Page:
Communicative Language Teaching

Topics: Language education, Communicative language teaching, Language Pages: 46 (15337 words) Published: July 11, 2010
Communicative Language Teaching Today
Jack C. Richards

cambridge university press

Cambridge, New York, Melbourne, Madrid, Cape Town, Singapore, São Paulo Cambridge University Press 32 Avenue of the Americas, New York, NY 10013-2473, USA © Cambridge University Press 2006 This book is in copyright. Subject to statutory exception and to the provisions of relevant collective licensing agreements, no reproduction of any part may take place without the written permission of Cambridge University Press. Communicative Language Teaching Today is distributed with permission from SEAMEO Regional Language Centre and is part of the Portfolio series by SEAMEO Regional Language Centre which holds the copyright to this material. First published 2006 Printed in the United States of America isbn-13

978-0-521-92512-9 paperback

Book layout services: Page Designs International

Table of Contents
Introduction 1 2

1 2 3 4 5 6

What Is Communicative Language Teaching? The Background to CLT 6

Classroom Activities in Communicative Language Teaching Current Trends in Communicative Language Teaching 22


Process-Based CLT Approaches – Content-Based Instruction and Task-Based Instruction 27 Product-Based CLT Approaches – Text-Based Instruction and Competency-Based Instruction 36 Conclusions References 45 46

The ever-growing need for good communication skills in English has created a huge demand for English teaching around the world. Millions of people today want to improve their command of English or to ensure that their children achieve a good command of English. And opportunities to learn English are provided in many different ways such as through formal instruction, travel, study abroad, as well as through the media and the Internet. The worldwide demand for English has created an enormous demand for quality language teaching and language teaching materials and resources. Learners set themselves demanding goals. They want to be able to master English to a high level of accuracy and fluency. Employers, too, insist that their employees have good English language skills, and fluency in English is a prerequisite for success and advancement in many fields of employment in today’s world. The demand for an appropriate teaching methodology is therefore as strong as ever. In this booklet we will examine the methodology known as communicative language teaching, or CLT, and explore the assumptions it is based on, its origins and evolution since it was first proposed in the 1970s, and how it has influenced approaches to language teaching today. Since its inception in the 1970s, CLT has served as a major source of influence on language teaching practice around the world. Many of the issues raised by a communicative teaching methodology are still relevant today, though teachers who are relatively new to the profession may not be familiar with them. This booklet therefore serves to review what we have learned from CLT and what its relevance is today.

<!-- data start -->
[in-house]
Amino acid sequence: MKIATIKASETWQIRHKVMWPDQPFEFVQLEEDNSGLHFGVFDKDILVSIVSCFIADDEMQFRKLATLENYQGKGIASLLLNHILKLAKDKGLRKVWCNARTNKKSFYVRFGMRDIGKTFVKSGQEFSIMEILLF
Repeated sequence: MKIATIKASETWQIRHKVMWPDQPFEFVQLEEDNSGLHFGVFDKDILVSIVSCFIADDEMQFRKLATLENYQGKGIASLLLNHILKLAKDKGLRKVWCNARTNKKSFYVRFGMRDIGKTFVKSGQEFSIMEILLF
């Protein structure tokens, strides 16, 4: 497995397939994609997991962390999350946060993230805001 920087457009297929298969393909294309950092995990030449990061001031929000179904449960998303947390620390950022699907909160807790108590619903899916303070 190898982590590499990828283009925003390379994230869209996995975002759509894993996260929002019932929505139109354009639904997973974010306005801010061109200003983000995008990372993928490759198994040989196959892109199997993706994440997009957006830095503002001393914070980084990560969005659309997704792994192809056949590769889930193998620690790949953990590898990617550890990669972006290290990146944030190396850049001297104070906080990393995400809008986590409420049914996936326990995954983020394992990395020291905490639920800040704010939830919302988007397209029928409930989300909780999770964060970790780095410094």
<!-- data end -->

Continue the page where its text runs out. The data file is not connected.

Communicative Language Teaching Today 1


What Is Communicative Language Teaching?

Perhaps the majority of language teachers today, when asked to identify the methodology they employ in their classrooms, mention “communicative” as the methodology of choice. However, when pressed to give a detailed account of what they mean by “communicative,” explanations vary widely. Does communicative language teaching, or CLT, mean teaching conversation, an absence of grammar in a course, or an emphasis on open-ended discussion activities as the main features of a course? What do you understand by communicative language teaching? Task 1 Which of the statements below do you think characterizes communicative language teaching? 1. People learn a language best when using it to do things rather than through studying how language works and practicing rules. 2. Grammar is no longer important in language teaching. 3. People learn a language through...
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